Last night I met up with Gareth Leonard of Tourist2Townie, a really interesting blog about making an attempt to come down to Buenos Aires and set up a life in which he’s not just a tourist living overseas for an extended period of time. The name says it all, really. Gareth suggested we meet at Buller Brewing Company in Recoleta, just across from the cemetery and where he worked for eight months. I’d only been there once before in May, and we sat outside shivering while enjoying some honey beer. This time, in the middle of winter, it was obvious that we’d be sitting indoors.
We pulled up a couple of stools at the bar and talking loudly over the music, shared experiences on traveling, living in Argentina as expats, and the blogging process. I always like meeting with other bloggers because it’s so interesting to me to find out what works, what doesn’t, and what drives them. Gareth comes from a business background, having worked with a start up for several years out of college. His marketing and networking skills are excellent and that’s one of his best points. He amazed me with the amount of contacts that he’s made in his time in Buenos Aires, deeply immersing in the expat society, which is a market I’ve not necessarily shunned, but avoided getting too involved with at the same time.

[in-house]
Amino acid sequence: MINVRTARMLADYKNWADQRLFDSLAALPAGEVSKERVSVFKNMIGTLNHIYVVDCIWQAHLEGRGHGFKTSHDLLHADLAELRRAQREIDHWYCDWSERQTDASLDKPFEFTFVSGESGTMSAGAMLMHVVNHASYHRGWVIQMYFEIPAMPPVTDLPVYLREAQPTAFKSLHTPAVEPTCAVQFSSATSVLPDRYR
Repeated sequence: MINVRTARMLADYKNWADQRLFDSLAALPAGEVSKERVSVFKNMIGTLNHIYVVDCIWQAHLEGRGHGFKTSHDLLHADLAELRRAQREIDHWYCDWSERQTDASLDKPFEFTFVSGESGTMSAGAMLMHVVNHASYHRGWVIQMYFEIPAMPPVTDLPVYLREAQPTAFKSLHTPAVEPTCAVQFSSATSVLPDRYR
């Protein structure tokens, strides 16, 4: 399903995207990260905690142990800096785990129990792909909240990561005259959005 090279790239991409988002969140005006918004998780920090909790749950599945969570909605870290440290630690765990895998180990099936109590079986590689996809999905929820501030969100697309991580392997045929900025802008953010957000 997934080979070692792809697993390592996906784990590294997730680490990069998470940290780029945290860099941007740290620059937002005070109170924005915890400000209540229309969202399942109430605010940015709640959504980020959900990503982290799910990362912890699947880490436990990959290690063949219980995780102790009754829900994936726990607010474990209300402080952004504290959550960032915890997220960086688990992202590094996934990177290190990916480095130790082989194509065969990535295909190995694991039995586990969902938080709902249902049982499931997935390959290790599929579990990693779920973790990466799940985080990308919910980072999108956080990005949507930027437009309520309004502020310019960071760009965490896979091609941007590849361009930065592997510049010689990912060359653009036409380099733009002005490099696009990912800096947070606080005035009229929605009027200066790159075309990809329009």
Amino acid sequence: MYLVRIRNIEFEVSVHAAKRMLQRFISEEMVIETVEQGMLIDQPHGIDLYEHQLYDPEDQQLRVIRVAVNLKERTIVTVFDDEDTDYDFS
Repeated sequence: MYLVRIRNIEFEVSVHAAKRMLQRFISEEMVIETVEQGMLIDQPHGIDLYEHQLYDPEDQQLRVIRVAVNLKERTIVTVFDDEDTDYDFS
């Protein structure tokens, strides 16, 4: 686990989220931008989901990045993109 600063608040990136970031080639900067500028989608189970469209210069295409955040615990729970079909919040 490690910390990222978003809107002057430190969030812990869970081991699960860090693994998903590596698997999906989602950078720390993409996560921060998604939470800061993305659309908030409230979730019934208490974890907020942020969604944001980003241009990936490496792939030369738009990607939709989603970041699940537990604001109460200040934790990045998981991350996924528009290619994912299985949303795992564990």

Just in our time in the bar two friends of his pulled up to chat for a while. There was Kent, a 60-something quality control engineer for a car company who, as he put it, “Gets paid a lot to do shit.” Then there was a Marine who works security at the U.S. Embassy and was all set to go to his next assignment in Tel Aviv until they told him at the last minute, “By the way you’re going to Beijing now.” Working at a bar doesn’t hurt when you’re trying to meet people, and it’s clear that Gareth has had a great time down in Argentina. It’s enviable, and though I’m been more outgoing with trying to meet locals, maybe I should try to meet more expats as well. That’s where the money is, anyway.
There are tons of opportunities for native English speakers out there, and anyone with a clue could put their educations to use for something. I make a locals’ salary but pay a foreigners’ rent, and while I pay less now, I’m still not living the good life that other expats get away with. These realizations from time to time put me in a negative mood, and the only console is that I’m doing something which will be really worthwhile in the long run, not just financially but mentally as well. And at the end of the day, at least I’m not teaching English, which I didn’t want to do at all.
We ordered a couple of rounds of Octoberfest beer and a pizza with fried eggs and bacon. So basically, it was a nice night out. There’s nothing like getting a good beer after drinking Quilmes or Brahma for too long. It’s a shame that I just got to meet Gareth now because he’s headed back to the States on Tuesday, but there’s always the possibility that he’ll be back in a few months. I recommend you check out his blog and see his stories, and check out his many videos. It definitely provides a different look on Argentina than I have given, which I think is a good thing.